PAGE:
Felipe Rodolfo Hendriksen: “Folkstone (2013)”

Folkestone (2013)

It’s always winter there, but it feels like autumn, because it’s all slightly dead and slightly broken. It’s 2013 and you’re still young and skinny and your family can afford the trip and no one knows who Trump is. They use pounds there but the pounds look like big stamps and you forget it’s money and you start buying stuff only a teen would. It’s 7:30 not 4:20 but you’re smoking all the same you don’t care, you have long, silver cigarettes (the cheapest, still too expensive) for breakfast. You drink Monster before classes not coffee because you know you’ll need it and because you pretend to care but don’t and that’s okay because you’re 16 and in love and there’s parks everywhere and people say hi and no one steals a thing because you’re in Europe and South America is far away. You think feelings and emotions are for emos and you call them faggots but you know you love someone and that makes you proud and special and it makes it easier to sleep at night after you jerk off (never thinking about her). You live with a young couple that must have been lovely but you never noticed because you’re too busy smoking and drinking and watching Heroes with the Muslim friend you never thought you’d have. You lose the house keys once and don’t see the allegory there but no one does anything because it’s Britain and everyone’s polite about everything and no one really gives a shit about an Argentinian. You buy beer with a fake ID from a Pakistani girl that can’t be older than you but already is (she has to be), you go to a hidden garden full of orchids and bees and get offered some hashish but you don’t have enough money and you’re too afraid to try. There’s a cemetery in the street where you think you’re living but you’re not because you will always be an Argentinian and you’ll never escape from the Third World.  So you go there with the girl you love (names never matter) and you walk and should be holding hands but don’t because you’re nothing and will never be, and she talks and talks and you’re Semele so you can’t reply because you’re burning inside and everything’s on fire even though it’s winter and suddenly wearing shorts isn’t such a bad idea. She stands in front of a big tombstone with a ship on top, some German soldiers who died once, who cares, she does, so you stare too and think it’d be right to cry for the dead young men because you’re young too (not for long) and dead (this you’ll be forever). So one day you get up and think that maybe she loves you back so you call her and talk and make her sit beside you and you tell her. You don’t say “I love you” because you know better, but you do say things like “I always dream about you” and “I like you a lot.” A second passes and your fate is decided in that second. She shakes her head, says “No,” and starts crying. You cry too, but that doesn’t matter, your life is already irrelevant and stupid. She goes away and doesn’t look back, never looks back, always moving forward (unlike you). A couple sees her and asks her if she’s okay and you know what she says and what she should have, but it’s too late now and you can’t chase her and you’ll get scolded once you get home and you will nod and pretend to be sorry and go to your room and see what it feels like to scream in your pillow.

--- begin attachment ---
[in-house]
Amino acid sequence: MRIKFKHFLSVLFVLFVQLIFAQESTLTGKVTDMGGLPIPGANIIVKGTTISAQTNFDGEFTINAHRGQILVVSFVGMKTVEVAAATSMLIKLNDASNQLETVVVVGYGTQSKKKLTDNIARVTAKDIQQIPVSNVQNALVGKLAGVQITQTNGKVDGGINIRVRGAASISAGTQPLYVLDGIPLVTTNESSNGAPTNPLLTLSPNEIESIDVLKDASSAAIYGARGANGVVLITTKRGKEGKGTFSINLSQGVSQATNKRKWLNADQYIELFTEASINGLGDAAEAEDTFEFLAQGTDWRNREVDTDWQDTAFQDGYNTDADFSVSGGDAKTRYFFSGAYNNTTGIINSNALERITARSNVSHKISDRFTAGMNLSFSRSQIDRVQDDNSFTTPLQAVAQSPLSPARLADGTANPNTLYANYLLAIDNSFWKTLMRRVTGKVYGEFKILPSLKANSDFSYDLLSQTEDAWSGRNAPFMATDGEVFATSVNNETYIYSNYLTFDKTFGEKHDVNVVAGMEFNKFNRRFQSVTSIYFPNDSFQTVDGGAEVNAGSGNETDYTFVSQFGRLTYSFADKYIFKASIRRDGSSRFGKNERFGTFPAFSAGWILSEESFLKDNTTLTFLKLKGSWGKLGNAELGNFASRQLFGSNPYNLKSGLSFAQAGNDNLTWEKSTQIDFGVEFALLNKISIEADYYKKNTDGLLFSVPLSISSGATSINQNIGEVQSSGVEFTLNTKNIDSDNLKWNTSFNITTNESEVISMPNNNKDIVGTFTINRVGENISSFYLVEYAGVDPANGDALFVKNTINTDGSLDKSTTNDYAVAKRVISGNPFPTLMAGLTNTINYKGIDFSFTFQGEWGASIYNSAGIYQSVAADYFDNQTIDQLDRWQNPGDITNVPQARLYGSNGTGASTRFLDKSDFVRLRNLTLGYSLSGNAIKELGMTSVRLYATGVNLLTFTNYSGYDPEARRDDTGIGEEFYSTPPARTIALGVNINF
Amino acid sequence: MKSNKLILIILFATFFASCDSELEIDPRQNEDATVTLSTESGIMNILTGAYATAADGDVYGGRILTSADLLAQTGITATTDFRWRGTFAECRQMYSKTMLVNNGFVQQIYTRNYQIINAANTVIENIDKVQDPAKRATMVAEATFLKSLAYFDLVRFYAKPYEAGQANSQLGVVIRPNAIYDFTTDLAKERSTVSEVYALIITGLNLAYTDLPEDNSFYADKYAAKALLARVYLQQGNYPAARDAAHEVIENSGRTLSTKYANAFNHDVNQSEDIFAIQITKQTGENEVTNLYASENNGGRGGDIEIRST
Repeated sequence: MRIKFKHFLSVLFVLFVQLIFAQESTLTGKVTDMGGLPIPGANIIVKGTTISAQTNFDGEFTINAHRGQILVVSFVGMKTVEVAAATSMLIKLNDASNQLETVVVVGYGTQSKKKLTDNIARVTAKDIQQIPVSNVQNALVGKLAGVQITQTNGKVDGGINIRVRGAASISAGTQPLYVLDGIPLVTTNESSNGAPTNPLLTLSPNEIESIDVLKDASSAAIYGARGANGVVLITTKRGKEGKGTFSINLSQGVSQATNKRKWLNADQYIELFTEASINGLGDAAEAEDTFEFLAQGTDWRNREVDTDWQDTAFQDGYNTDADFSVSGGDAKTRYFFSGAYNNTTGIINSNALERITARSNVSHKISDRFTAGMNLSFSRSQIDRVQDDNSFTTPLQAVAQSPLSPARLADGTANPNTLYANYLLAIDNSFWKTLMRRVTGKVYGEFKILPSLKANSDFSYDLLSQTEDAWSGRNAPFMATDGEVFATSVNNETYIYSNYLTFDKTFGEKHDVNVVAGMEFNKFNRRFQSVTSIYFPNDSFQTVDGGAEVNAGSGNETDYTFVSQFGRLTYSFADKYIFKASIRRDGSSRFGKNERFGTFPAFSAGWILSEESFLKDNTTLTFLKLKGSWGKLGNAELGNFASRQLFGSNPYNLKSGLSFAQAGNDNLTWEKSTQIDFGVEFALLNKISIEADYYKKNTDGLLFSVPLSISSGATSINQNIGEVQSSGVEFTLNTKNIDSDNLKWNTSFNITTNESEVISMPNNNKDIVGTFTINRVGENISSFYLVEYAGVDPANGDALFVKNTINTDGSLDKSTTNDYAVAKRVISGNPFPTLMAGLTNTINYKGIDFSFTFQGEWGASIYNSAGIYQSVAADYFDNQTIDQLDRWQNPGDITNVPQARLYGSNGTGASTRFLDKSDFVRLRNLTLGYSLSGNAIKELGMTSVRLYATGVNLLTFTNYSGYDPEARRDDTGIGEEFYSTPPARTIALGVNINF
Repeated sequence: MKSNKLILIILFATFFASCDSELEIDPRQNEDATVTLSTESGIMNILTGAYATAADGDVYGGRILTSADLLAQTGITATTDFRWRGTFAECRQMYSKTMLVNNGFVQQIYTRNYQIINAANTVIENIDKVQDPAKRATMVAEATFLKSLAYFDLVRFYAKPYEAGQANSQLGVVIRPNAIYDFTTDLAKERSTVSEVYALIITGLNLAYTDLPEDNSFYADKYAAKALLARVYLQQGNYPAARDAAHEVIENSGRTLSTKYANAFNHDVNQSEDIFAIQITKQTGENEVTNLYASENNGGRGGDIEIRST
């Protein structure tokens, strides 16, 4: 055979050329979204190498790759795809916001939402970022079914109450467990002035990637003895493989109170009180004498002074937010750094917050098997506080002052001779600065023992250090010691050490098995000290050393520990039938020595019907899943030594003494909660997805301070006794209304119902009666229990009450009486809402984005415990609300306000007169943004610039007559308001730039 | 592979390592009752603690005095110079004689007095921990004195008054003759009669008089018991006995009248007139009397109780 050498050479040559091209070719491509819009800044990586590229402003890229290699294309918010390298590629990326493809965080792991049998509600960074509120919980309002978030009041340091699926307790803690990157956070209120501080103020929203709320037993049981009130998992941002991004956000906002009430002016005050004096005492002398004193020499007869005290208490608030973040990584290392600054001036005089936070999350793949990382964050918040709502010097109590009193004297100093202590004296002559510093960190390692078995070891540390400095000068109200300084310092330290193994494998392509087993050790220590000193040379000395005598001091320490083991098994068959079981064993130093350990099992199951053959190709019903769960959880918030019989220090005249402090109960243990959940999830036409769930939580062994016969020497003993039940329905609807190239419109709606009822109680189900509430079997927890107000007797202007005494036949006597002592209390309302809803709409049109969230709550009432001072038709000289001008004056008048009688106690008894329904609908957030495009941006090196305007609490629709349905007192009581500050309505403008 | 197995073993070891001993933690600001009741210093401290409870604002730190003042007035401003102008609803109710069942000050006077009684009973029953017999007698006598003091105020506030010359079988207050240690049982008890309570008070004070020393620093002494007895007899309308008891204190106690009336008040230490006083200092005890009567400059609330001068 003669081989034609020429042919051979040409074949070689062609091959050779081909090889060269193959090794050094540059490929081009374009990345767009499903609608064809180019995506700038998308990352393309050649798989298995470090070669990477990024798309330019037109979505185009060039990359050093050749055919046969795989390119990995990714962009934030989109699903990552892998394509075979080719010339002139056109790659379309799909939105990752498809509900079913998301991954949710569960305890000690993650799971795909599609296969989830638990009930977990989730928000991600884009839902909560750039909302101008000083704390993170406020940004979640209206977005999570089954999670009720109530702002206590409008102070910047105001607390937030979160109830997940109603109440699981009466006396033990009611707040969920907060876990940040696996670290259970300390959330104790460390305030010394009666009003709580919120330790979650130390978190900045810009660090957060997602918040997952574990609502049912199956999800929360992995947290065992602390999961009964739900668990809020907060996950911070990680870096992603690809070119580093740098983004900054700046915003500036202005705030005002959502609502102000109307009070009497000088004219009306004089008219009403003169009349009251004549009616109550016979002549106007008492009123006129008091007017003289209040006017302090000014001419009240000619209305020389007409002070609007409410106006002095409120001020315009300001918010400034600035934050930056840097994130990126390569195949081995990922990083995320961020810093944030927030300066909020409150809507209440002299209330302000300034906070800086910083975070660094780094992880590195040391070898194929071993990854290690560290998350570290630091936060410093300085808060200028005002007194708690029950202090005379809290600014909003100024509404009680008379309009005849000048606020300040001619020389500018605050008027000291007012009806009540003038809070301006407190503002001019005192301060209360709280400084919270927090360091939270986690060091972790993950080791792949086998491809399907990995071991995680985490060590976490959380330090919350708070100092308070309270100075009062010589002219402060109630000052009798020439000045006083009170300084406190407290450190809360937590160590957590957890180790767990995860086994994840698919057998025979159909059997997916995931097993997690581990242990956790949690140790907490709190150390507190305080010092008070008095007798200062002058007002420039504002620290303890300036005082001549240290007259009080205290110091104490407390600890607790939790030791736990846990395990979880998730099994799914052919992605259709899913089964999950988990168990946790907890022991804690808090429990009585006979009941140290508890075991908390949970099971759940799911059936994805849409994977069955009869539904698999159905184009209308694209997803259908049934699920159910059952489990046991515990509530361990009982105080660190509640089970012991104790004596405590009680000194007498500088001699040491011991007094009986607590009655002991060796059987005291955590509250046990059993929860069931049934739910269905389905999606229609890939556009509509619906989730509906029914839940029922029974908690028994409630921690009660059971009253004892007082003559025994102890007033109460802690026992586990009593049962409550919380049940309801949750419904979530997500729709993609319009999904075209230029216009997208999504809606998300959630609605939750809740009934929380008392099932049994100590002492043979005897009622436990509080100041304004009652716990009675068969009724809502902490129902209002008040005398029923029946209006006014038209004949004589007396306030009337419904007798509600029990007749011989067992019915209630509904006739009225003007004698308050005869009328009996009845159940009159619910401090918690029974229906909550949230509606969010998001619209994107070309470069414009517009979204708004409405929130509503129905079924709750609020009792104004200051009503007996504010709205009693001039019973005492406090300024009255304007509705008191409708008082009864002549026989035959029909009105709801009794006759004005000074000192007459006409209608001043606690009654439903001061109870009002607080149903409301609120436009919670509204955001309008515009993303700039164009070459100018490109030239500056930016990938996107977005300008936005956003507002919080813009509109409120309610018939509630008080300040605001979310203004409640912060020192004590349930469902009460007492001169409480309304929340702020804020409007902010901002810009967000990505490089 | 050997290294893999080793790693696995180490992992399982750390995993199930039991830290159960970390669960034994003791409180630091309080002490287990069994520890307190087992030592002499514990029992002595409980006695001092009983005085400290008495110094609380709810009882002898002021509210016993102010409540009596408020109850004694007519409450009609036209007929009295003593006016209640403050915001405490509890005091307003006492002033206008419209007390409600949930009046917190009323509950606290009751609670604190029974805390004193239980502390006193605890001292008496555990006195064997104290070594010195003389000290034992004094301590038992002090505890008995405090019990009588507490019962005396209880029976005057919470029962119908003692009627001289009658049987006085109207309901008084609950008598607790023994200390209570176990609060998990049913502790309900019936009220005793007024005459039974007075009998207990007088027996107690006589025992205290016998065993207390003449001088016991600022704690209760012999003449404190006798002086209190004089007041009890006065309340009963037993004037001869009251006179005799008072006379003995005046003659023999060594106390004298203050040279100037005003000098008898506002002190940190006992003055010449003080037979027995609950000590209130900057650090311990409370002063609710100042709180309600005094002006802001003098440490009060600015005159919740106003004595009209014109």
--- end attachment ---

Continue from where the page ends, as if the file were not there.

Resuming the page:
A lot of things happen after that, too many, you want to write them all down, you get obsessed with the idea of laying down all the facts you think you remember, but no one will ever read them because you’re too afraid to let people know how you really feel about her, about that trip, about Folkestone, where it’s always winter, where you bought pot once and went to English classes, where everyone says hi and no one steals a thing, where you’ll always lie dead.    


Felipe Rodolfo Hendriksen studies Literature at Pontificia Universidad Católica Argentina. He currently lives in Quilmes.

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